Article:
Recently, DuPont Pioneer and the Broad Institute signed an agreement permitting non-exclusive licensing of CRISPR-Cas9 for agricultural products. CRISPR-Cas9 is an efficient genome-editing technology in which a guide RNA “leads” an enzyme, called Cas9, to a specific gene. CRISPR-Cas9 is generating much interest in the scientific community because it shows potential in treating various genetic conditions and is less expensive than other gene-editing methods.
The food industry is another community interested in CRISPR-Cas9. Such producers believe that CRISPR-Cas9 can contribute to longer-lasting foods. Explaining the reasoning behind non-exclusively licensing CRISPR-Cas9, DuPont Pioneer President Neal Gutterson said he wants to encourage access to healthy, affordable foods and increasing access to CRISPR-Cas9 is part of the “greater good”.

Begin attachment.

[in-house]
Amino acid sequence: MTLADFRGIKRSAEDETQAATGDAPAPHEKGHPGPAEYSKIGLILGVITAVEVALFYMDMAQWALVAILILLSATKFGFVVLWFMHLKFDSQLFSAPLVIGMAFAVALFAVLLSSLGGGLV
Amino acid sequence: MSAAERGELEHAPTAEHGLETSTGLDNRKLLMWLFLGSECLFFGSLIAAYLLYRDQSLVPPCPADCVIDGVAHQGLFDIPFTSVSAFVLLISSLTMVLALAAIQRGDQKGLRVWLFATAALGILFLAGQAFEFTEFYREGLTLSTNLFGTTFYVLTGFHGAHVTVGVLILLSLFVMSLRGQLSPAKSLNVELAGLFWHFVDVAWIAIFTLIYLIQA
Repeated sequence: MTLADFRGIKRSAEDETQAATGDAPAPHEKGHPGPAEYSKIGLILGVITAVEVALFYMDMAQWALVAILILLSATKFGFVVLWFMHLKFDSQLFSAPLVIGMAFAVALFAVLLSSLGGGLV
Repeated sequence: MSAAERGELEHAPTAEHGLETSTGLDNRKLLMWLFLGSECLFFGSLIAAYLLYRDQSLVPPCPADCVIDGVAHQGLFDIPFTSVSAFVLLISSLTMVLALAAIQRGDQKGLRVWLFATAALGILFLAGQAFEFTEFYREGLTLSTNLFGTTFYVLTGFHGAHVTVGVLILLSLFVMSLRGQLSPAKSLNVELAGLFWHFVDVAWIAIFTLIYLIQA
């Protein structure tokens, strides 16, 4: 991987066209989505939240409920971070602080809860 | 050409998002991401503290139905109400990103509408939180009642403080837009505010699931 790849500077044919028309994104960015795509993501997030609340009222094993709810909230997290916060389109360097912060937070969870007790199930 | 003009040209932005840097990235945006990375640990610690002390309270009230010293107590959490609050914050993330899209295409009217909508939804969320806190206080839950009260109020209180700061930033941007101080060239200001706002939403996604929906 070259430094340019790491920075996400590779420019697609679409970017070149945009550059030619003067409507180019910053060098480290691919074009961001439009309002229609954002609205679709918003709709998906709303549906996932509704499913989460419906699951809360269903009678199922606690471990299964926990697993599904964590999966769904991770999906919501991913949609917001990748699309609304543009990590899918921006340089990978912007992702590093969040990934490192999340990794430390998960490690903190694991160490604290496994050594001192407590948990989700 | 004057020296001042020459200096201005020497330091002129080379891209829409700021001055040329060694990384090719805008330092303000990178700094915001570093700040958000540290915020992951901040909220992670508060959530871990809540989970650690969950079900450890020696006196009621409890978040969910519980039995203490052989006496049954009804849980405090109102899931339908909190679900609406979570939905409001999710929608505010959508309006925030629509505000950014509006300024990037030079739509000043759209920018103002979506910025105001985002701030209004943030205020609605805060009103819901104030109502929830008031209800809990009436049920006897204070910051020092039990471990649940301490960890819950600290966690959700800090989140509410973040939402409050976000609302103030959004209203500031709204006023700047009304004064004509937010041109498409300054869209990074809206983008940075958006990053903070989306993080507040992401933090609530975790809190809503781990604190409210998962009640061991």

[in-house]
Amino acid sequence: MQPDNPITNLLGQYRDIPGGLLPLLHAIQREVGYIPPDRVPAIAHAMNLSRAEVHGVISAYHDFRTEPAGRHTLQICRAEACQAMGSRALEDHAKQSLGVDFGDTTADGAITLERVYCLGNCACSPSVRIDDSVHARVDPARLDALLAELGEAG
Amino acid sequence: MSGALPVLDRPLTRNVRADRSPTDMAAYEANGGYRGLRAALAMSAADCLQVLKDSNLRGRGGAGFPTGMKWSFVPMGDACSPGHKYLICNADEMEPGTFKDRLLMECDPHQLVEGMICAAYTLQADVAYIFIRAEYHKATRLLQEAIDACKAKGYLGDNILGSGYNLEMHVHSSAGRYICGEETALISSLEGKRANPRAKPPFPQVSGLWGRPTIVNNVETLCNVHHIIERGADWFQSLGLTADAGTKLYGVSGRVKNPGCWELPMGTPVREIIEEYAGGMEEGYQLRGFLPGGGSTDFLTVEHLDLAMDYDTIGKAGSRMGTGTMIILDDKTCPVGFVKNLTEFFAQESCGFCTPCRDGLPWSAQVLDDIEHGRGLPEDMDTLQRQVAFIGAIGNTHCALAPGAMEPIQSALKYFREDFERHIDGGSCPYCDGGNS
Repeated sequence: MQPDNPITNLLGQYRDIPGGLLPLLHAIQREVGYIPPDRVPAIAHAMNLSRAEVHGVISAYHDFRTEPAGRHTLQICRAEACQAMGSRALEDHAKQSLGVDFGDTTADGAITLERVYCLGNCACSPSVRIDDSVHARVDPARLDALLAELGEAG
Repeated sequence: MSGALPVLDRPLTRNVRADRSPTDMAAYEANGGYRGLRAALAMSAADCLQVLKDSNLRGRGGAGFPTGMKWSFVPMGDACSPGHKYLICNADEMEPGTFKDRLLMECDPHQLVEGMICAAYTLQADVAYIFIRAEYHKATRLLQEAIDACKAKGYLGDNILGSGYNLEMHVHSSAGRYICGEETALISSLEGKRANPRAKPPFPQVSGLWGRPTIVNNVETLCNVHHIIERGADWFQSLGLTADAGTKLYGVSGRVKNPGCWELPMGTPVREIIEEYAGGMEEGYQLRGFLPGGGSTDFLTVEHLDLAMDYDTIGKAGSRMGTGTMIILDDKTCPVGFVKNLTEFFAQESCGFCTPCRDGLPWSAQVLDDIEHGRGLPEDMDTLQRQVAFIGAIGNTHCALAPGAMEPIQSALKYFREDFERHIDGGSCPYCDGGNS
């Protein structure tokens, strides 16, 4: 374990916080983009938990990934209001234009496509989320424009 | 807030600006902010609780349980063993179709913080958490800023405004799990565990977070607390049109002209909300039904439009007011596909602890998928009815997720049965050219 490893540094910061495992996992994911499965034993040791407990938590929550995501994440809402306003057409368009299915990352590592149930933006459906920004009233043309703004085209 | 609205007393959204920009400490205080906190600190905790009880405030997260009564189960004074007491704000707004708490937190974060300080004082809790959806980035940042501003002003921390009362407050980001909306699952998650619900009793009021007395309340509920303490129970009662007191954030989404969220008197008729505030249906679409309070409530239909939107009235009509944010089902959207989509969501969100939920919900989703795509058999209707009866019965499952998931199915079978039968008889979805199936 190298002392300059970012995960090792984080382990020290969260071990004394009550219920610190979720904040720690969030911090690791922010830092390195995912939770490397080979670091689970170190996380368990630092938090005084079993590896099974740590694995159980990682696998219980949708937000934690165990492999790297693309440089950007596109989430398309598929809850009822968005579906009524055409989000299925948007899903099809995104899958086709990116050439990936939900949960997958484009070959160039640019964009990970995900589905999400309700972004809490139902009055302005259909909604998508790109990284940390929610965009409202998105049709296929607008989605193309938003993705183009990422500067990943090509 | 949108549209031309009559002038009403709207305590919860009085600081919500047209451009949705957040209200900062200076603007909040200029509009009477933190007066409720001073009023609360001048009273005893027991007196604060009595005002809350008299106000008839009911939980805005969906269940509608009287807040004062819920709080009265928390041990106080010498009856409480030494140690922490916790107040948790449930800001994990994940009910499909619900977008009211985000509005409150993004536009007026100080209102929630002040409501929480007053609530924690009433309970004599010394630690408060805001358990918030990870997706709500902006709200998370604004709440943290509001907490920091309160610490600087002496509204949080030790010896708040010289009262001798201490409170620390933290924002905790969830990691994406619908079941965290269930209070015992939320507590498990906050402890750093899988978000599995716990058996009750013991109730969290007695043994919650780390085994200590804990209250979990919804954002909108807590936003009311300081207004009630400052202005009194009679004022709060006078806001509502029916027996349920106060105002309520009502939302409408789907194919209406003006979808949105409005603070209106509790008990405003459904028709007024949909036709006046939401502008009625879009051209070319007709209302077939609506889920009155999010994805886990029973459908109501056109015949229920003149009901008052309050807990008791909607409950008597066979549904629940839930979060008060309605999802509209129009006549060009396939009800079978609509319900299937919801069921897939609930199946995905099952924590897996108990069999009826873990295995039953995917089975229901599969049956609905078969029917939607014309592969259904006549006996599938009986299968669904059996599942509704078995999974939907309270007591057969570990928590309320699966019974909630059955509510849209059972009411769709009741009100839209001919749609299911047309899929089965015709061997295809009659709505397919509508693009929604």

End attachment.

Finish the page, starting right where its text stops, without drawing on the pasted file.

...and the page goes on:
DuPont Pioneer’s actions seem to be part of a broader trend; creating patent policies that address frequent criticisms of patents. Critics argue that patents threaten accessibility to essential products, especially in developing countries. DuPont Pioneer wants to increase the availability of nutritious, inexpensive food and food insecurity affects 800 million people, globally. Similarly, drug maker GlaxoSmithKline provides generic drug makers with licences in exchange for small royalties in lower middle-income jurisdictions.
It will be interesting to see the result of this decision. Will there be reduced food insecurity? Will criticisms of CRISPR-Cas9 affect the decision? Will patent-holders of other gene-editing techniques adopt similar policies?